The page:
Dies can be altered and marks (like mint marks) added, but it requires the original die. It is interesting that the statement ends by disparaging the motives of unknown persons. Evidently the writer has somebody, or somebodies, in mind. I certainly hope that more information will be forthcoming.

Best wishes,
Peter Anthony
China Pricepedia
The Gold & Silver Panda Coin Buyer’s Guide 3
www.pandacollector.com

P.S. I also do not own this variety.


Offline KeyDate1/2ozPandas

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Re: 2001 small D 1 oz. silver panda is not "genuine" China Mint product
« Reply #33 on: May 18, 2017, 02:57:43 PM »
Are we saying that btw the two most highly respected grading companies in the world, they got it wrong?  Its one thing to say that you cannot find any mint evidence of the dies, etc. but how does that lead to say it was minted by a private mint?  Does he have evidence of this....not sure.

Also, who are the experts here???  Are they in the US or are they in China??  maybe the experts should collaborate and come to a common view before information is published.

NGC and PCGS get it wrong more often than you would think.  Graders may spends a few seconds on a given modern coin to determine its grade and authenticity.  I had over 130 mislabeled coins at one time from just NGC, mainly 1992 and 1993 SD vs LD.  There also countless times PCGS slabbed counterfeit 2000 mirror silver panda as genuine and other times NGC would state authentic 2000 mirror panda as questionable authenticity.   When NGC got more involved with older chinese coins they slabbed fake imperial coins as authentic because their top graders were less experienced compared to PCGS.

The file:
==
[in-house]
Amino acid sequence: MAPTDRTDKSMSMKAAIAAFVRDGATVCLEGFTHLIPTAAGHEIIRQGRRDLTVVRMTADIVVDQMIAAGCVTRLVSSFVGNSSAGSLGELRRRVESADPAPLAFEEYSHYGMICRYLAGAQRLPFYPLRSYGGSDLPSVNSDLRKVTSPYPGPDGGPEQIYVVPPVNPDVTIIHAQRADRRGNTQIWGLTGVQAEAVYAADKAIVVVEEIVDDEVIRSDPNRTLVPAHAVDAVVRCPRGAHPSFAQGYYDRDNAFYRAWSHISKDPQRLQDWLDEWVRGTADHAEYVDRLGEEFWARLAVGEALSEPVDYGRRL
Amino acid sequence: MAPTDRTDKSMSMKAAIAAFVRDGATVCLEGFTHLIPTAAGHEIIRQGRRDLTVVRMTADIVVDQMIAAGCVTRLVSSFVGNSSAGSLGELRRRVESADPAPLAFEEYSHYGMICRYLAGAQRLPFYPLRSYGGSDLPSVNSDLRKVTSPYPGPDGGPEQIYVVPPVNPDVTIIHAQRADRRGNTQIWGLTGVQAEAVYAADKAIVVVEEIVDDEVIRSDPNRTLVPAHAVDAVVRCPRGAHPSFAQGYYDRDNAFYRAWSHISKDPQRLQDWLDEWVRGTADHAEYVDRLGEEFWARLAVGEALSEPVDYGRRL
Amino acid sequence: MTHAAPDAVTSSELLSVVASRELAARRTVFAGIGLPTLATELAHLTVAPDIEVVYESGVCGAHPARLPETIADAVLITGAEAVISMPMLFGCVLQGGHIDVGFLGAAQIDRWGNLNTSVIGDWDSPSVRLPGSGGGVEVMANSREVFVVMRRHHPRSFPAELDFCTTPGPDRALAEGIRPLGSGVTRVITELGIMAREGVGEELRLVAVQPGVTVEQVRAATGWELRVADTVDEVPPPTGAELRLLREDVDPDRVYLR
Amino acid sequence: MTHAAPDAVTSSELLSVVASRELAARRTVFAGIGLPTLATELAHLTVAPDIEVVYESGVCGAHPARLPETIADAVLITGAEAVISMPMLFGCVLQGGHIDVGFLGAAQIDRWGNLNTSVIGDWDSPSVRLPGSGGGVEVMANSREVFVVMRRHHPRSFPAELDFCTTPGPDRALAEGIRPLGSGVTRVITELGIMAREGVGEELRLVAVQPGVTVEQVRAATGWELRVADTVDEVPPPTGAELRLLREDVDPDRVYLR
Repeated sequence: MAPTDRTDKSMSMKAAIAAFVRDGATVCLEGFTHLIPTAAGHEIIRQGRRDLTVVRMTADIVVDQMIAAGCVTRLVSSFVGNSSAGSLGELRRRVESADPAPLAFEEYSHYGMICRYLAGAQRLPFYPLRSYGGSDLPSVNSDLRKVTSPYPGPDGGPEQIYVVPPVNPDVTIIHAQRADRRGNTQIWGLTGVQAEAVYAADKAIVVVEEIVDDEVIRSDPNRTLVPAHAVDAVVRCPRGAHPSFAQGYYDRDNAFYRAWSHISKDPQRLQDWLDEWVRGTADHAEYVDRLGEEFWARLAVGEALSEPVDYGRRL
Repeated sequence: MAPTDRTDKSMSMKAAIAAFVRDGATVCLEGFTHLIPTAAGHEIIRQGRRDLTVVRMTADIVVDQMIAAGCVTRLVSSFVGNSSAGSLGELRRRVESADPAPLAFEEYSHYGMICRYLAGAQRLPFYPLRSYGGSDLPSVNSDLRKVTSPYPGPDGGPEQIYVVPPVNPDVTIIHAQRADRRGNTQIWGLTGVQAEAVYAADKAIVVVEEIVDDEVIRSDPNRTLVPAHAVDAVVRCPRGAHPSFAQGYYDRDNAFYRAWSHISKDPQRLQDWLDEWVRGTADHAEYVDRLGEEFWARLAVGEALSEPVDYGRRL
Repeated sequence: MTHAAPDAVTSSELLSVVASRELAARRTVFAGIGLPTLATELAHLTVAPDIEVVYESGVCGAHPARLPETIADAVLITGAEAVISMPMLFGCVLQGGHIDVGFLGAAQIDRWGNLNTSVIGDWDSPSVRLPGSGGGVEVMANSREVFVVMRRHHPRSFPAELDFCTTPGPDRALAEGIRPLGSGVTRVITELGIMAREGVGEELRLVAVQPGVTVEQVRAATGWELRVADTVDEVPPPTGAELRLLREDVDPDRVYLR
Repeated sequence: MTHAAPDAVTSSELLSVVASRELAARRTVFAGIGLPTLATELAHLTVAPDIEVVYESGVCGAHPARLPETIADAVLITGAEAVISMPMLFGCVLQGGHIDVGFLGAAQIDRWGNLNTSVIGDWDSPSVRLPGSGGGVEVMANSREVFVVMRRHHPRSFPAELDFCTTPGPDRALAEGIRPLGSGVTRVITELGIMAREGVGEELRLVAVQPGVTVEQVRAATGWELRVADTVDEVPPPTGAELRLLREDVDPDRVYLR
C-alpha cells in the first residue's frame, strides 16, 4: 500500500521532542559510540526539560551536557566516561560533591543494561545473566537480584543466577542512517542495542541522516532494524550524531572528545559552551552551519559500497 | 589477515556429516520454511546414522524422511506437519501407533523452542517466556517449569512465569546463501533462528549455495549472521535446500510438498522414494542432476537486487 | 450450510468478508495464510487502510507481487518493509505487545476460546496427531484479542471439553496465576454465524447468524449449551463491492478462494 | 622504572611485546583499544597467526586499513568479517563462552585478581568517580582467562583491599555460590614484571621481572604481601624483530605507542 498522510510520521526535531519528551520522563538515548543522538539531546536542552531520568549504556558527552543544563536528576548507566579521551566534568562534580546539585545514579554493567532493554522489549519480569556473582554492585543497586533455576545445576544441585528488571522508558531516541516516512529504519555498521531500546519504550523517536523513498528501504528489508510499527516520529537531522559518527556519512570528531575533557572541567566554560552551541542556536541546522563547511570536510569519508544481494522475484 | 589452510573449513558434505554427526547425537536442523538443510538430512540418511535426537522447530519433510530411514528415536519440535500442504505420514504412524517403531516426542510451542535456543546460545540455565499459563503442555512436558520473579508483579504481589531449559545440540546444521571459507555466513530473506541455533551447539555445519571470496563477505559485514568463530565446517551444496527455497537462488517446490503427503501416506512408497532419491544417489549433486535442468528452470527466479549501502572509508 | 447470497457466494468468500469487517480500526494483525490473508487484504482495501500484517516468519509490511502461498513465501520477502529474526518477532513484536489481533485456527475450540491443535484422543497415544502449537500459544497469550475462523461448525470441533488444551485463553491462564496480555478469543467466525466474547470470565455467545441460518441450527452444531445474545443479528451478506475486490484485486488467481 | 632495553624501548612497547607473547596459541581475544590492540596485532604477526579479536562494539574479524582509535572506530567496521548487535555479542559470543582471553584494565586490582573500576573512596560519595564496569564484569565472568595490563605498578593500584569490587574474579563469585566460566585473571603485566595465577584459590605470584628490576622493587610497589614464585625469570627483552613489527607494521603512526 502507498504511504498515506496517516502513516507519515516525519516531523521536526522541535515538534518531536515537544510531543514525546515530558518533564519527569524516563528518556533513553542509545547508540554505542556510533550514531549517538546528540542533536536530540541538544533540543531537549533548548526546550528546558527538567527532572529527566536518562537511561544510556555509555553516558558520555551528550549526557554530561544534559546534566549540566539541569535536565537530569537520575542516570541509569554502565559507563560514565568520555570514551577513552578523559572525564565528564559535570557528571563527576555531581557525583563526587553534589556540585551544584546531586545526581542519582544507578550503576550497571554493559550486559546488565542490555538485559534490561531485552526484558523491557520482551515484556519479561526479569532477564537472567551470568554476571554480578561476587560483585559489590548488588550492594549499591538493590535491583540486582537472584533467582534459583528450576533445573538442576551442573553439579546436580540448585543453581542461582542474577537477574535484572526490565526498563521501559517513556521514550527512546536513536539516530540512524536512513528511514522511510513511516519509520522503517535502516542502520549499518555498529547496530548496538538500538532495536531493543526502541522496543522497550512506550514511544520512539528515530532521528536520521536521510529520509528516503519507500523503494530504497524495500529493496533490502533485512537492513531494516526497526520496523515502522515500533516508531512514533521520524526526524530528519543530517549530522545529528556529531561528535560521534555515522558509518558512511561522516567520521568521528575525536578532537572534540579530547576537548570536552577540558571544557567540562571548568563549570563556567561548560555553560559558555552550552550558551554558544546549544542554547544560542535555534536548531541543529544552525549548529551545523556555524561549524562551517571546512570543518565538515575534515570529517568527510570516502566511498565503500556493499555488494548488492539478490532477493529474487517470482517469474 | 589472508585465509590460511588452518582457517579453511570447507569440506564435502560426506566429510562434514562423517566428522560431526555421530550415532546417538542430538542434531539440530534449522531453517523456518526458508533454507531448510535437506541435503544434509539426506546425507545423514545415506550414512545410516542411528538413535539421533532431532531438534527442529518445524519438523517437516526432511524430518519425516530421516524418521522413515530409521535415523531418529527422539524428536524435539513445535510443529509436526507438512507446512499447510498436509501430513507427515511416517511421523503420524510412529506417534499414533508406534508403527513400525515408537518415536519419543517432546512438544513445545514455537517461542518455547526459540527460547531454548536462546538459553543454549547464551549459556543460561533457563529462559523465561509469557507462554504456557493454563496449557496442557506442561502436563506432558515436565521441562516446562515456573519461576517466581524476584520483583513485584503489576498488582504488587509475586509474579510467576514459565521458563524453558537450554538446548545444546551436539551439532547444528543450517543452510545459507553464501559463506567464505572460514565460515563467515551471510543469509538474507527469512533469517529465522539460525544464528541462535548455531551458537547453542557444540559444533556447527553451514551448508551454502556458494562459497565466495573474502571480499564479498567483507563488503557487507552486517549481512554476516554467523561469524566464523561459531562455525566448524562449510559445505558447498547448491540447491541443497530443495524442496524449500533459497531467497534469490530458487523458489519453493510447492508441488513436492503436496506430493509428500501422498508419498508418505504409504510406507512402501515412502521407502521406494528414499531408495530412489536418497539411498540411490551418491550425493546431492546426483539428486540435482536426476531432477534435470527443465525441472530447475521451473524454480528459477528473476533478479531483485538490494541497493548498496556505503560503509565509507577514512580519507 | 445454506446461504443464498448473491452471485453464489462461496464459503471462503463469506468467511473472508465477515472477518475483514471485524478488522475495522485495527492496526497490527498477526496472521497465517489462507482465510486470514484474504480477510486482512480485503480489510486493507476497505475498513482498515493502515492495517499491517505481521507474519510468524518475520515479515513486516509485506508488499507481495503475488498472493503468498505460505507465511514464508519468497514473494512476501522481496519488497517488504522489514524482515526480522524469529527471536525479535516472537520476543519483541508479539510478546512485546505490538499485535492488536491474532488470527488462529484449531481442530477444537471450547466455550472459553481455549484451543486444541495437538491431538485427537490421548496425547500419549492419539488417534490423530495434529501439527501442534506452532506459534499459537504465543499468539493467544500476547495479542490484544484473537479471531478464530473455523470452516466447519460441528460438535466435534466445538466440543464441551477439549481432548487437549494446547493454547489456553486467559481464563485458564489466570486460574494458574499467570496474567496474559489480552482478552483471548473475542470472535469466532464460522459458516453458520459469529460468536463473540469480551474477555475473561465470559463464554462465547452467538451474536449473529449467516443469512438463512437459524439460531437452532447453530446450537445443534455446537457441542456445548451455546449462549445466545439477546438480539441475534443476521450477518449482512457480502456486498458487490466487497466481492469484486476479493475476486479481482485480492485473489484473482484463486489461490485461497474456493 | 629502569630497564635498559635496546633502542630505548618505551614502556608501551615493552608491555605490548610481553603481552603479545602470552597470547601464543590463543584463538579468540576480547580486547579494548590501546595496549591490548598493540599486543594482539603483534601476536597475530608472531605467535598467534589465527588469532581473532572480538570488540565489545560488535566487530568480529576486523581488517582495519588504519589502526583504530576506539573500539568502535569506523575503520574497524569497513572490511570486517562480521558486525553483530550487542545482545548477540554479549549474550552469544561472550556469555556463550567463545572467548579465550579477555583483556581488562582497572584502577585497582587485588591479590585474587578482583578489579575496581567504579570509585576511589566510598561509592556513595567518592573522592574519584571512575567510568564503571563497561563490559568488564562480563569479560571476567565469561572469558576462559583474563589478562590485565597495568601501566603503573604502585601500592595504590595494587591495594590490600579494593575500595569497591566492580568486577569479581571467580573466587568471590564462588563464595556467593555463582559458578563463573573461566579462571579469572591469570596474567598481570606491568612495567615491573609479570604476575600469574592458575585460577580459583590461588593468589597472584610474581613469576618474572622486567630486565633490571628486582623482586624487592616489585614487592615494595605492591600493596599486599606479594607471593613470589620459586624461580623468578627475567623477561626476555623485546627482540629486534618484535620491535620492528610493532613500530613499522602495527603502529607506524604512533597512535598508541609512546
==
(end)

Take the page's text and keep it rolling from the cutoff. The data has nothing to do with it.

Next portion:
From what I understood was the coins were authentic but the printing of the D was aftermarket done later by either by an official mint or private mint.  Imagine a dealer got a 2000x 2001 silver pandas lying around and asks the mint or a private mint to stamp a D on them so they are more desirable.  Or alternatively the mint got a bunch of unsold 2001 lying around in 2010 and rather than distributing them to the US, they decide to punch a D on the coin and sell them domestically.  In the first scenario NGC should not certify them because they are aftermarket, while in the second scenario NGC should certify them but label them as SP (specimen) similar to 1979 1oz silver matte year of child coin that was actually produced in 1988 despite date on the coin of 1979.

The 1992 1oz silver proof with the mark or 1992 12oz silver panda proof with 1/10oz gold inlay are authentic coins but with aftermarket alternations as a result NGC refuses to certify them.